[Dmitry Grinberg] has to walk all the way across his bedroom to switch the lamp on and off. The drudgery of this finally became too much, so he built a remote control and added dimming for good measure. Above you can see the circuitry for the remote and the receiver, as well as the finished remote housed in what he calls a ‘Chinese Altoids tin’.
After the break you’ll find [Dmitry’s] demo video. The remote control is quite responsive, and the dimming has great resolution. That’s thanks to a power N-channel MOSFET which switches the AC with the help of a full wave rectifier. The PIC 12F617 that controls the MOSFET is powered separately, and [Dmitry] mentions that you must use a transformer and not a switch-mode power supply to avoid a fire. We’d like to know more about this, so leave a comment if you are able to explain further.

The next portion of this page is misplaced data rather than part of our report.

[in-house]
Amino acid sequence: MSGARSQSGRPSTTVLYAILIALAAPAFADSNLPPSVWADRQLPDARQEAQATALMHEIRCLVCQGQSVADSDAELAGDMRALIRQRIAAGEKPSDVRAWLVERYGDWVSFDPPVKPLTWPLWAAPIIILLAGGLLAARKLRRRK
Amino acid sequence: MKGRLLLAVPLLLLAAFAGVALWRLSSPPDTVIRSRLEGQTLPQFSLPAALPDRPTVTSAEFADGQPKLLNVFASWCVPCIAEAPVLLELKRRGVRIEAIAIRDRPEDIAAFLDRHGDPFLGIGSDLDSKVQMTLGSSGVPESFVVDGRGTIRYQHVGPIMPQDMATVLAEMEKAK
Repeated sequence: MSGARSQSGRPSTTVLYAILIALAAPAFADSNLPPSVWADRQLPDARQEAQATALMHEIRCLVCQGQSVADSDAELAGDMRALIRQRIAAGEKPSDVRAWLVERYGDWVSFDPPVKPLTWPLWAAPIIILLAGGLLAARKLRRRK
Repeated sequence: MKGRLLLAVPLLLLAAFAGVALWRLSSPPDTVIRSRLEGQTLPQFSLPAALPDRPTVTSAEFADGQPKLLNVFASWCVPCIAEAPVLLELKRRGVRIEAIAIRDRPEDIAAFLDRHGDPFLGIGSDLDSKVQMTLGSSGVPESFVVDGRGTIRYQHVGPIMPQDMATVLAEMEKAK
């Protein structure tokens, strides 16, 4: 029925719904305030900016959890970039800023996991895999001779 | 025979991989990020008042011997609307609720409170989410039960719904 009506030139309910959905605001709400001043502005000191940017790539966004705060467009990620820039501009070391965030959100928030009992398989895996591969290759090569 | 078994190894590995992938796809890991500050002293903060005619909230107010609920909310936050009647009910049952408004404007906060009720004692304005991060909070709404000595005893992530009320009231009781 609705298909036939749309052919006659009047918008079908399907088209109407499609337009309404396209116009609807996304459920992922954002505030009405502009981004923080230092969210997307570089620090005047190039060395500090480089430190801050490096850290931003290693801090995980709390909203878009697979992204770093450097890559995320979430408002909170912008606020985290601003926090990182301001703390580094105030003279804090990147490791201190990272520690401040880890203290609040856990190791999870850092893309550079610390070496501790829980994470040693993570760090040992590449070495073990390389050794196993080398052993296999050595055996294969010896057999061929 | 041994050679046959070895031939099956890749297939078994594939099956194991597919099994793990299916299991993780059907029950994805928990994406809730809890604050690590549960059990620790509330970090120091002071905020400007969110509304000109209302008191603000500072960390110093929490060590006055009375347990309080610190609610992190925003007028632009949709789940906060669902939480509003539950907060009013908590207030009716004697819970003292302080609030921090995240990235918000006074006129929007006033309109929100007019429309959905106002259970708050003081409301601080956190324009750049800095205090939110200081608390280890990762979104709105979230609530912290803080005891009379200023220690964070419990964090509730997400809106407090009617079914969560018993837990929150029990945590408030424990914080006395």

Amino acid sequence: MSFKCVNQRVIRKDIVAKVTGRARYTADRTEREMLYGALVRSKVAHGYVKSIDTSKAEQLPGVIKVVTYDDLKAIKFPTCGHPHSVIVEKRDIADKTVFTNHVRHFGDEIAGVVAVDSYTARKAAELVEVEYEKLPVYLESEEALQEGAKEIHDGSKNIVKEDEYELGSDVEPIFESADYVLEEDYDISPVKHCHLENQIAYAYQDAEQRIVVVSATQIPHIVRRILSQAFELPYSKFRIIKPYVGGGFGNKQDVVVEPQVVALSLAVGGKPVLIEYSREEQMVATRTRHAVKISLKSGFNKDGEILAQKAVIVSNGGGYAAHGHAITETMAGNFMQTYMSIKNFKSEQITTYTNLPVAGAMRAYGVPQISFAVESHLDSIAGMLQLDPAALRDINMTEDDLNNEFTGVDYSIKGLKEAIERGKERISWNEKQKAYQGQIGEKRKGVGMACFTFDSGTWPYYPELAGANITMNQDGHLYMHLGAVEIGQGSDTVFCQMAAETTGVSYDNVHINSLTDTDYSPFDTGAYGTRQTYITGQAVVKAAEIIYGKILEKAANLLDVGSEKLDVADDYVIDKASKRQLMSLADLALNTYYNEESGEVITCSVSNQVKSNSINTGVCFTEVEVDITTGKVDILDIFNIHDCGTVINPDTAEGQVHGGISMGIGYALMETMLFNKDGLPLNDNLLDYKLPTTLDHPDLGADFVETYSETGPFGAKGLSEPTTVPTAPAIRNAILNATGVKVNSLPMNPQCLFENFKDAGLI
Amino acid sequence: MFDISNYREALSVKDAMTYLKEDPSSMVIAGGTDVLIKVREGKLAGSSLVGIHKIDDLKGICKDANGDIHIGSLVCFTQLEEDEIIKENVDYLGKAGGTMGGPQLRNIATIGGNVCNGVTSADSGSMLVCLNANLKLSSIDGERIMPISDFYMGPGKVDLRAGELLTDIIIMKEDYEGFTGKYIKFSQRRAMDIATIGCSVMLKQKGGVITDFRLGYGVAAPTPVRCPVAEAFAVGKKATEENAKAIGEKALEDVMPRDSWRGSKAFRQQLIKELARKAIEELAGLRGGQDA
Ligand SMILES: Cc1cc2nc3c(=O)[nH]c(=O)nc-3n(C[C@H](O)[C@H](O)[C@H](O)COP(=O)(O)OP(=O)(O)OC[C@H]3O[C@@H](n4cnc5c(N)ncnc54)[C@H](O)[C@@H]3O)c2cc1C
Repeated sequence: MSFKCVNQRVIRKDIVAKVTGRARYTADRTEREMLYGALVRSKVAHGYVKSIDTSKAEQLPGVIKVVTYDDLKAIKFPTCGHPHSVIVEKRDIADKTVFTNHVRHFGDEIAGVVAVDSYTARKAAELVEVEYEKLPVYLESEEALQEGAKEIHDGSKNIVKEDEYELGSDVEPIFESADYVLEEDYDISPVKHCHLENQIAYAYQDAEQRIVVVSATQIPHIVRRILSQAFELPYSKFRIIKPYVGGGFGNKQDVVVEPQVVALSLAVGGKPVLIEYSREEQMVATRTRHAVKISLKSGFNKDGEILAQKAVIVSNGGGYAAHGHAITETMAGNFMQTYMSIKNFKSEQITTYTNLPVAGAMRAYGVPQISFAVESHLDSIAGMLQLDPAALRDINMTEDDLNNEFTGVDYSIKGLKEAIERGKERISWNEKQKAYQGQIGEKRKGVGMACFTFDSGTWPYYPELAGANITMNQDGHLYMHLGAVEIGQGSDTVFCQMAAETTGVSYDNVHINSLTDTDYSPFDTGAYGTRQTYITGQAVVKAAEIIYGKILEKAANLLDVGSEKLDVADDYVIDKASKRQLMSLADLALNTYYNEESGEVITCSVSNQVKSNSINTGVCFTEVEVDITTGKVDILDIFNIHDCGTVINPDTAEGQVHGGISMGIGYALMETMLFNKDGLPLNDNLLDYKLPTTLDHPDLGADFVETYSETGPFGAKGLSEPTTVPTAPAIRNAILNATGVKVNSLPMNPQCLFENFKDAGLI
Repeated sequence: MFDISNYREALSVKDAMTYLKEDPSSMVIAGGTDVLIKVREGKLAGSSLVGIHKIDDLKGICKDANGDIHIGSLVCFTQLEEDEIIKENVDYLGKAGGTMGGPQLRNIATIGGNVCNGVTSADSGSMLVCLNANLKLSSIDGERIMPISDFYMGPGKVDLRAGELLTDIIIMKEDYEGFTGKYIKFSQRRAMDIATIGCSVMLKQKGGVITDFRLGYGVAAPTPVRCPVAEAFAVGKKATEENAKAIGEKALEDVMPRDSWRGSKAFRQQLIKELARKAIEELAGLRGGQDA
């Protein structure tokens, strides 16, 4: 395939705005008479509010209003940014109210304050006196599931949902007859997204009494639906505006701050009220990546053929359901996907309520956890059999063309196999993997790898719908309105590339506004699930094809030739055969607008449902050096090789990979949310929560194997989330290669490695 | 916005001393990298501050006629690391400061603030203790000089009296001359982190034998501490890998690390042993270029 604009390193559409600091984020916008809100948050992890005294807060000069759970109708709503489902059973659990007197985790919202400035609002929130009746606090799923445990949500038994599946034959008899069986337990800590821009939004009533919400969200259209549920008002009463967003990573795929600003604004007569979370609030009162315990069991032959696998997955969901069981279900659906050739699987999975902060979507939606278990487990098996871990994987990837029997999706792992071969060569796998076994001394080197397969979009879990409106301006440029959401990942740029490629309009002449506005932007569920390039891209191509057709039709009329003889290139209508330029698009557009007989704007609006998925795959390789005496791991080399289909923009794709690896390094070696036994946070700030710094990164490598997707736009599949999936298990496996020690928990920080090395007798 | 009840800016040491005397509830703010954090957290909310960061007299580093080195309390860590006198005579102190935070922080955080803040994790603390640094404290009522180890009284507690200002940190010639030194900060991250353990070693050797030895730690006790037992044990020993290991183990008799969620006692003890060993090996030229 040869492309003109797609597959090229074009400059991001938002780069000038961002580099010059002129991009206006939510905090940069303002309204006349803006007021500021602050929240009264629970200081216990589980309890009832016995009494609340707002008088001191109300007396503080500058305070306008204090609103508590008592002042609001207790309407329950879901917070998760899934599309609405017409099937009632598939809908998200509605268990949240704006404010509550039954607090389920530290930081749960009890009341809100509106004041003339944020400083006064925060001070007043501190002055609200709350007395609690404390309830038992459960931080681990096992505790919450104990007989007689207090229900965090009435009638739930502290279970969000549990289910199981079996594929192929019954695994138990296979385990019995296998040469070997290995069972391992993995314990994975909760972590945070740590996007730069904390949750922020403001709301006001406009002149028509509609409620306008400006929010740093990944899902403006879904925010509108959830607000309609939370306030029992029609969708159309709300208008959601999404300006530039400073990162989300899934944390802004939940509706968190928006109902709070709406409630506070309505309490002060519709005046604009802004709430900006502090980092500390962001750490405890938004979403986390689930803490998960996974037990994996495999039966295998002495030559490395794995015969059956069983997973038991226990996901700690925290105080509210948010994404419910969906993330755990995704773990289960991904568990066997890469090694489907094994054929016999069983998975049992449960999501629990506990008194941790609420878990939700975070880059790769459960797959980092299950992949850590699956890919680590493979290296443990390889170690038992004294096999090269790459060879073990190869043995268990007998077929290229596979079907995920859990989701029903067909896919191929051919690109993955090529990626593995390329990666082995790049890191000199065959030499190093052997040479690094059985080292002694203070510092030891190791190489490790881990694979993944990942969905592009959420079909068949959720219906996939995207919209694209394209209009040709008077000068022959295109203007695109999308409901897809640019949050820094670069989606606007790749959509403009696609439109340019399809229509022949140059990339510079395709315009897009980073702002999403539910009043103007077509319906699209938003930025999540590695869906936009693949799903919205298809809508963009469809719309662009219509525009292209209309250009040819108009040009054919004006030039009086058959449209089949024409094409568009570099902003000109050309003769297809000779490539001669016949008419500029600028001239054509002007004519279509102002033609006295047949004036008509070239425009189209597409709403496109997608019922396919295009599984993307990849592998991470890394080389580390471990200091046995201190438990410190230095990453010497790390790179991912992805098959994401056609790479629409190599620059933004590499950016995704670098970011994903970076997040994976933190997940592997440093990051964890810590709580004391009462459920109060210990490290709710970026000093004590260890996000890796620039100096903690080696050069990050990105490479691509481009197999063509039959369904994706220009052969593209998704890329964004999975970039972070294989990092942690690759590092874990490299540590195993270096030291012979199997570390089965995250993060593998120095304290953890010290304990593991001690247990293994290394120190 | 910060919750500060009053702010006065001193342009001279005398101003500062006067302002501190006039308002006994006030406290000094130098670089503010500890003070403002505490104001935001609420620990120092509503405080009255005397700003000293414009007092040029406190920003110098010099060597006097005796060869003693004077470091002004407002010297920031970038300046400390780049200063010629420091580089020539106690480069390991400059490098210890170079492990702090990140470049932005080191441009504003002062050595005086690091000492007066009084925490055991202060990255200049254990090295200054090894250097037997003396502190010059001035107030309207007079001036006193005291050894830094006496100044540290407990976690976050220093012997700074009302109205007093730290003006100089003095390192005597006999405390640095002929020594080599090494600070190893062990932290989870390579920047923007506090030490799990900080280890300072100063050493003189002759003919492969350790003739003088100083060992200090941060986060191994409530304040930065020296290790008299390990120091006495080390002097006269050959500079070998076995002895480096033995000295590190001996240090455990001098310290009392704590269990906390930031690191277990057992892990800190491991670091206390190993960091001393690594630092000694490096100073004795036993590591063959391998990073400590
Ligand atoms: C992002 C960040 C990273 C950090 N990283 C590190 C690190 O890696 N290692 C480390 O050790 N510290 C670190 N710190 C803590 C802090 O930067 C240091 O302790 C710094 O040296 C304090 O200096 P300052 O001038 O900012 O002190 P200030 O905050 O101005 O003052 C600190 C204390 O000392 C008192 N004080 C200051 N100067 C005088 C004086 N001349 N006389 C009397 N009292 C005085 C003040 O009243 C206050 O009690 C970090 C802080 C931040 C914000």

The remote and receiver communicate via Infrared. The protocol is operating with 38 kHz signals using an easily sourced receiver tuned to that frequency. [Dmitry] shares all the details about the encoding scheme that he uses. Recreating this communications pairing is a great way to test your understanding of this technique. But if you need a refresher, here’s a tutorial to push you in the right direction.